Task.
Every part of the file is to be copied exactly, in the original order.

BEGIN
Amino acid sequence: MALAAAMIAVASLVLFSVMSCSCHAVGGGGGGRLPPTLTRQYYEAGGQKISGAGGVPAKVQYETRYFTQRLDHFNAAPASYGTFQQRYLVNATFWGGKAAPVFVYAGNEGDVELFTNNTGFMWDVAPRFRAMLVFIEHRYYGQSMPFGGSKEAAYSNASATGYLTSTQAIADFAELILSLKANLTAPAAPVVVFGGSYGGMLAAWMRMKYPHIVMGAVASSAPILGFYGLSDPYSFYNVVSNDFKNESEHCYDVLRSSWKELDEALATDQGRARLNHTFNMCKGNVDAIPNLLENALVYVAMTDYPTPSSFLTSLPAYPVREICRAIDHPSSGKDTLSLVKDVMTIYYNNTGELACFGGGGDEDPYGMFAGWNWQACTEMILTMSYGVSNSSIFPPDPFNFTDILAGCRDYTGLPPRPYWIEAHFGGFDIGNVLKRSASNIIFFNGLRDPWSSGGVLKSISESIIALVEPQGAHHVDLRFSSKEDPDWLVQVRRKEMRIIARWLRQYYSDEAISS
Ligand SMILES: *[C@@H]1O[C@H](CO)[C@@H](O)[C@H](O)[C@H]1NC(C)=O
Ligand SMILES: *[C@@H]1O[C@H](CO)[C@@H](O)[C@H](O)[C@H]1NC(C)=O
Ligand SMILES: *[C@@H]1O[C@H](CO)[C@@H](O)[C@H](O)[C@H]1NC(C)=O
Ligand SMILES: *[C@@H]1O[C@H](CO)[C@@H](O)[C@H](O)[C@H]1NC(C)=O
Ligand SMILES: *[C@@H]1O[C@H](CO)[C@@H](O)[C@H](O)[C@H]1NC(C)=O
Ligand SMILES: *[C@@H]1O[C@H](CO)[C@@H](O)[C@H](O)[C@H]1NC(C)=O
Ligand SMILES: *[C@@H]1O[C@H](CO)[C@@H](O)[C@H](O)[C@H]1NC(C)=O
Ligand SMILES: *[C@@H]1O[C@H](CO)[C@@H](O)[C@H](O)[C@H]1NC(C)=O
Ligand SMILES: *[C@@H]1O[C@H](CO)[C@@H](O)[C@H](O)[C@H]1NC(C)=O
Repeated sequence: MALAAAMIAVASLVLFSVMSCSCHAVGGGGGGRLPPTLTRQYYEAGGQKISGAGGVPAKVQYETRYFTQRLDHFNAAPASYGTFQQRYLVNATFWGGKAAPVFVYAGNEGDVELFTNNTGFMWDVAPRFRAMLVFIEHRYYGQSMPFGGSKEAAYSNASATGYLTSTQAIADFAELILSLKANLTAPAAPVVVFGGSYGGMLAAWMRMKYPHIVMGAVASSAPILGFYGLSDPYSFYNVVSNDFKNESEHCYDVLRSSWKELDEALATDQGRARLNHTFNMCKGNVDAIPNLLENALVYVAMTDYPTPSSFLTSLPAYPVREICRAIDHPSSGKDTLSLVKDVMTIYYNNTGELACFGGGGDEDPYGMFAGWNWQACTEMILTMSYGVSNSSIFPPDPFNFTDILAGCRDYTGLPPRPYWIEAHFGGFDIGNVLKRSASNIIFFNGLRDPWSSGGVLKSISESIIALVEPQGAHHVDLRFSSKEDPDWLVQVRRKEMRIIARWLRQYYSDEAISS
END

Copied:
Amino acid sequence: MALAAAMIAVASLVLFSVMSCSCHAVGGGGGGRLPPTLTRQYYEAGGQKISGAGGVPAKVQYETRYFTQRLDHFNAAPASYGTFQQRYLVNATFWGGKAAPVFVYAGNEGDVELFTNNTGFMWDVAPRFRAMLVFIEHRYYGQSMPFGGSKEAAYSNASATGYLTSTQAIADFAELILSLKANLTAPAAPVVVFGGSYGGMLAAWMRMKYPHIVMGAVASSAPILGFYGLSDPYSFYNVVSNDFKNESEHCYDVLRSSWKELDEALATDQGRARLNHTFNMCKGNVDAIPNLLENALVYVAMTDYPTPSSFLTSLPAYPVREICRAIDHPSSGKDTLSLVKDVMTIYYNNTGELACFGGGGDEDPYGMFAGWNWQACTEMILTMSYGVSNSSIFPPDPFNFTDILAGCRDYTGLPPRPYWIEAHFGGFDIGNVLKRSASNIIFFNGLRDPWSSGGVLKSISESIIALVEPQGAHHVDLRFSSKEDPDWLVQVRRKEMRIIARWLRQYYSDEAISS
Ligand SMILES: *[C@@H]1O[C@H](CO)[C@@H](O)[C@H](O)[C@H]1NC(C)=O
Ligand SMILES: *[C@@H]1O[C@H](CO)[C@@H](O)[C@H](O)[C@H]1NC(C)=O
Ligand SMILES: *[C@@H]1O[C@H](CO)[C@@H](O)[C@H](O)[C@H]1NC(C)=O
Ligand SMILES: *[C@@H]1O[C@H](CO)[C@@H](O)[C@H](O)[C@H]1NC(C)=O
Ligand SMILES: *[C@@H]1O[C@H](CO)[C@@H](O)[C@H](O)[C@H]1NC(C)=O
Ligand SMILES: *[C@@H]1O[C@H](CO)[C@@H](O)[C@H](O)[C@H]1NC(C)=O
Ligand SMILES: *[C@@H]1O[C@H](CO)[C@@H](O)[C@H](O)[C@H]1NC(C)=O
Ligand SMILES: *[C@@H]1O[C@H](CO)[C@@H](O)[C@H](O)[C@H]1NC(C)=O
Ligand SMILES: *[C@@H]1O[C@H](CO)[C@@H](O)[C@H](O)[C@H]1NC(C)=O
Repeated sequence: MALAAAMIAVASLVLFSVMSCSCHAVGGGGGGRLPPTLTRQYYEAGGQKISGAGGVPAKVQYETRYFTQRLDHFNAAPASYGTFQQRYLVNATFWGGKAAPVFVYAGNEGDVELFTNNTGFMWDVAPRFRAMLVFIEHRYYGQSMPFGGSKEAAYSNASATGYLTSTQAIADFAELILSLKANLTAPAAPVVVFGGSYGGMLAAWMRMKYPHIVMGAVASSAPILGFYGLSDPYSFYNVVSNDFKNESEHCYDVLRSSWKELDEALATDQGRARLNHTFNMCKGNVDAIPNLLENALVYVAMTDYPTPSSFLTSLPAYPVREICRAIDHPSSGKDTLSLVKDVMTIYYNNTGELACFGGGGDEDPYGMFAGWNWQACTEMILTMSYGVSNSSIFPPDPFNFTDILAGCRDYTGLPPRPYWIEAHFGGFDIGNVLKRSASNIIFFNGLRDPWSSGGVLKSISESIIALVEPQGAHHVDLRFSSKEDPDWLVQVRRKEMRIIARWLRQYYSDEAISS